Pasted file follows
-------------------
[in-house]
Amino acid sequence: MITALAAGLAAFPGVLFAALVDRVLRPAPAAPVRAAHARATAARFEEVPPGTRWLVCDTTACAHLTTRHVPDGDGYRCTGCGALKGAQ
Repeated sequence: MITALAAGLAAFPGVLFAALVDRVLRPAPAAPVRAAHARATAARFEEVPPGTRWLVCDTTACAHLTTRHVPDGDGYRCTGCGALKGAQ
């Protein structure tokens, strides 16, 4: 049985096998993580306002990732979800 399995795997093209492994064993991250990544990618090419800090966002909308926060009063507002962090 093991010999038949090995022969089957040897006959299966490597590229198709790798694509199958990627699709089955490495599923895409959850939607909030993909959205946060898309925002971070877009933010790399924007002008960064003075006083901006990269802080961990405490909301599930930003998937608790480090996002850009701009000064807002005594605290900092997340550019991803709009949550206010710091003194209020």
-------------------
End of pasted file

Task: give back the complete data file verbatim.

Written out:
[in-house]
Amino acid sequence: MITALAAGLAAFPGVLFAALVDRVLRPAPAAPVRAAHARATAARFEEVPPGTRWLVCDTTACAHLTTRHVPDGDGYRCTGCGALKGAQ
Repeated sequence: MITALAAGLAAFPGVLFAALVDRVLRPAPAAPVRAAHARATAARFEEVPPGTRWLVCDTTACAHLTTRHVPDGDGYRCTGCGALKGAQ
């Protein structure tokens, strides 16, 4: 049985096998993580306002990732979800 399995795997093209492994064993991250990544990618090419800090966002909308926060009063507002962090 093991010999038949090995022969089957040897006959299966490597590229198709790798694509199958990627699709089955490495599923895409959850939607909030993909959205946060898309925002971070877009933010790399924007002008960064003075006083901006990269802080961990405490909301599930930003998937608790480090996002850009701009000064807002005594605290900092997340550019991803709009949550206010710091003194209020």